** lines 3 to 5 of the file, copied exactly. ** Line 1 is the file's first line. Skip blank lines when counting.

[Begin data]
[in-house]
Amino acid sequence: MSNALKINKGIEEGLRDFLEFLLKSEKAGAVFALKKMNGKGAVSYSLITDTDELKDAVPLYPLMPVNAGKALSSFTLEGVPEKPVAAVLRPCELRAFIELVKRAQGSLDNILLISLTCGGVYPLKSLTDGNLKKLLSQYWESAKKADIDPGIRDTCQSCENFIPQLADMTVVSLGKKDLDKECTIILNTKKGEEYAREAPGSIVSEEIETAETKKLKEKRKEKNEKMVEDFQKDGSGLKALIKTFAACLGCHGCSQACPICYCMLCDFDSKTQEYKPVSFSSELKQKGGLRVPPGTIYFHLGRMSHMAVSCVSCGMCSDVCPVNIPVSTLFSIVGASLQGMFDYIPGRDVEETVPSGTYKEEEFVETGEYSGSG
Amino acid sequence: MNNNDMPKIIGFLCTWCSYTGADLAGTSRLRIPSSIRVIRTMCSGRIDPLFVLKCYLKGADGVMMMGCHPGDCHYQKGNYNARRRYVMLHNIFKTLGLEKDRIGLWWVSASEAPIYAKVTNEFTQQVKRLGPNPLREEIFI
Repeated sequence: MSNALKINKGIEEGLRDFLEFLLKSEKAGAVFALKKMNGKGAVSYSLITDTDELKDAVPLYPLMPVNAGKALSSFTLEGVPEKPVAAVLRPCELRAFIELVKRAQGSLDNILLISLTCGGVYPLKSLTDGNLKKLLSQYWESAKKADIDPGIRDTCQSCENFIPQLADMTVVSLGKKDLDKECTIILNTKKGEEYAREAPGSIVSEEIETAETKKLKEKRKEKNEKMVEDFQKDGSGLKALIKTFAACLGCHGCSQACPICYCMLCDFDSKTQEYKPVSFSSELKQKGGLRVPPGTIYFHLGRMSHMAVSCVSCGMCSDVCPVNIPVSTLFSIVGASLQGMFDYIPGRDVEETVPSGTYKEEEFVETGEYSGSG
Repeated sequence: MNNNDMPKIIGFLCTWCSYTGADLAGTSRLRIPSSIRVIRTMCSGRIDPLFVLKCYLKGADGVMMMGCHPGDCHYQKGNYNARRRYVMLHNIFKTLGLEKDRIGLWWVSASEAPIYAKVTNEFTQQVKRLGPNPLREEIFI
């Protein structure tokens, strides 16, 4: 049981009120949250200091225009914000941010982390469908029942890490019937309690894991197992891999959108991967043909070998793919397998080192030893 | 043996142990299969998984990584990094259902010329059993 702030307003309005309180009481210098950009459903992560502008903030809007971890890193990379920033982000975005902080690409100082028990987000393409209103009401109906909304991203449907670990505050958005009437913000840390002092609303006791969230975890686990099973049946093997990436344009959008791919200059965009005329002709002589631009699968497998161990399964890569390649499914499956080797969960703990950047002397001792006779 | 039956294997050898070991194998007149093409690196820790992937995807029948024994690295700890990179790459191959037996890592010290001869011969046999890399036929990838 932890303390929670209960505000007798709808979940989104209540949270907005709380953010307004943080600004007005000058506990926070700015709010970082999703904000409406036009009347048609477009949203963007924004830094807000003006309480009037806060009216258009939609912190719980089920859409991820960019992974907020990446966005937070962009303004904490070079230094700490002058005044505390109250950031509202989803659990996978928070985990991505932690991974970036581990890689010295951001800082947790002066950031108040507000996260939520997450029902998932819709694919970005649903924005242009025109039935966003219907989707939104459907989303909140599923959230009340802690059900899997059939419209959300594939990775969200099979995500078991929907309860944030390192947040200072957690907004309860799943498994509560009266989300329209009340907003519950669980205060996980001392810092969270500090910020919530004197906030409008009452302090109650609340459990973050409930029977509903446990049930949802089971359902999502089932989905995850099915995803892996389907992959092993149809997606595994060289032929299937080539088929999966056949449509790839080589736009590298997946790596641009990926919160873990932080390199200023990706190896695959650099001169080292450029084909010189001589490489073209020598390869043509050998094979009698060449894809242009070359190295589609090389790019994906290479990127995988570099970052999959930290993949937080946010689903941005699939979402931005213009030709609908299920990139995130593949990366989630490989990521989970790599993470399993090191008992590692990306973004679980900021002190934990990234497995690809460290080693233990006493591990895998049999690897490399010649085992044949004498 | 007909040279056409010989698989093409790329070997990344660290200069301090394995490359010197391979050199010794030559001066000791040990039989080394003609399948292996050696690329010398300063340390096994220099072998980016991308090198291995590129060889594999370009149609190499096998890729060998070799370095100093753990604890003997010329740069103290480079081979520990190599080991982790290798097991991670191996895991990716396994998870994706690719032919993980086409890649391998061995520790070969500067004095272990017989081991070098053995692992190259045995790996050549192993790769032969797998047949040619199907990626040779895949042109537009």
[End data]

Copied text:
Amino acid sequence: MNNNDMPKIIGFLCTWCSYTGADLAGTSRLRIPSSIRVIRTMCSGRIDPLFVLKCYLKGADGVMMMGCHPGDCHYQKGNYNARRRYVMLHNIFKTLGLEKDRIGLWWVSASEAPIYAKVTNEFTQQVKRLGPNPLREEIFI
Repeated sequence: MSNALKINKGIEEGLRDFLEFLLKSEKAGAVFALKKMNGKGAVSYSLITDTDELKDAVPLYPLMPVNAGKALSSFTLEGVPEKPVAAVLRPCELRAFIELVKRAQGSLDNILLISLTCGGVYPLKSLTDGNLKKLLSQYWESAKKADIDPGIRDTCQSCENFIPQLADMTVVSLGKKDLDKECTIILNTKKGEEYAREAPGSIVSEEIETAETKKLKEKRKEKNEKMVEDFQKDGSGLKALIKTFAACLGCHGCSQACPICYCMLCDFDSKTQEYKPVSFSSELKQKGGLRVPPGTIYFHLGRMSHMAVSCVSCGMCSDVCPVNIPVSTLFSIVGASLQGMFDYIPGRDVEETVPSGTYKEEEFVETGEYSGSG
Repeated sequence: MNNNDMPKIIGFLCTWCSYTGADLAGTSRLRIPSSIRVIRTMCSGRIDPLFVLKCYLKGADGVMMMGCHPGDCHYQKGNYNARRRYVMLHNIFKTLGLEKDRIGLWWVSASEAPIYAKVTNEFTQQVKRLGPNPLREEIFI